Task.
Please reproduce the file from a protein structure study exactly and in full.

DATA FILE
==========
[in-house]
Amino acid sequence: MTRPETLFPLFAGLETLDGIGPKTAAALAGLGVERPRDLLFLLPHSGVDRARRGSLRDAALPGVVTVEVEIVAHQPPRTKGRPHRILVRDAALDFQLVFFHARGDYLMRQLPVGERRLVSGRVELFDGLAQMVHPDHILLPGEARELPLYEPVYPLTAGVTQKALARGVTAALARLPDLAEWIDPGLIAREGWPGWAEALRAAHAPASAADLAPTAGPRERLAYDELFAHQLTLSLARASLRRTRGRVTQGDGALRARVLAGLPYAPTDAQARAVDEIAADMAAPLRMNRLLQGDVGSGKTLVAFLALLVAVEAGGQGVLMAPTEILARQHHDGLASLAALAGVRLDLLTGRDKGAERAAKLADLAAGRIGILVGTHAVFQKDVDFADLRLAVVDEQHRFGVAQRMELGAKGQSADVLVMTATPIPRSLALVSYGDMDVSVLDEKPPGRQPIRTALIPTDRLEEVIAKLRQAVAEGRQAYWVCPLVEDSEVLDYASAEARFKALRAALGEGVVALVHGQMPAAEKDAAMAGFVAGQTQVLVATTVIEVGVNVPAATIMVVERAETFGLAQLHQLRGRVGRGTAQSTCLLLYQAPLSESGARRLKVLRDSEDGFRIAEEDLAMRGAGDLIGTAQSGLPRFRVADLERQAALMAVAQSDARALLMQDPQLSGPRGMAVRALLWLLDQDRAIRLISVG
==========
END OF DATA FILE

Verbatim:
[in-house]
Amino acid sequence: MTRPETLFPLFAGLETLDGIGPKTAAALAGLGVERPRDLLFLLPHSGVDRARRGSLRDAALPGVVTVEVEIVAHQPPRTKGRPHRILVRDAALDFQLVFFHARGDYLMRQLPVGERRLVSGRVELFDGLAQMVHPDHILLPGEARELPLYEPVYPLTAGVTQKALARGVTAALARLPDLAEWIDPGLIAREGWPGWAEALRAAHAPASAADLAPTAGPRERLAYDELFAHQLTLSLARASLRRTRGRVTQGDGALRARVLAGLPYAPTDAQARAVDEIAADMAAPLRMNRLLQGDVGSGKTLVAFLALLVAVEAGGQGVLMAPTEILARQHHDGLASLAALAGVRLDLLTGRDKGAERAAKLADLAAGRIGILVGTHAVFQKDVDFADLRLAVVDEQHRFGVAQRMELGAKGQSADVLVMTATPIPRSLALVSYGDMDVSVLDEKPPGRQPIRTALIPTDRLEEVIAKLRQAVAEGRQAYWVCPLVEDSEVLDYASAEARFKALRAALGEGVVALVHGQMPAAEKDAAMAGFVAGQTQVLVATTVIEVGVNVPAATIMVVERAETFGLAQLHQLRGRVGRGTAQSTCLLLYQAPLSESGARRLKVLRDSEDGFRIAEEDLAMRGAGDLIGTAQSGLPRFRVADLERQAALMAVAQSDARALLMQDPQLSGPRGMAVRALLWLLDQDRAIRLISVG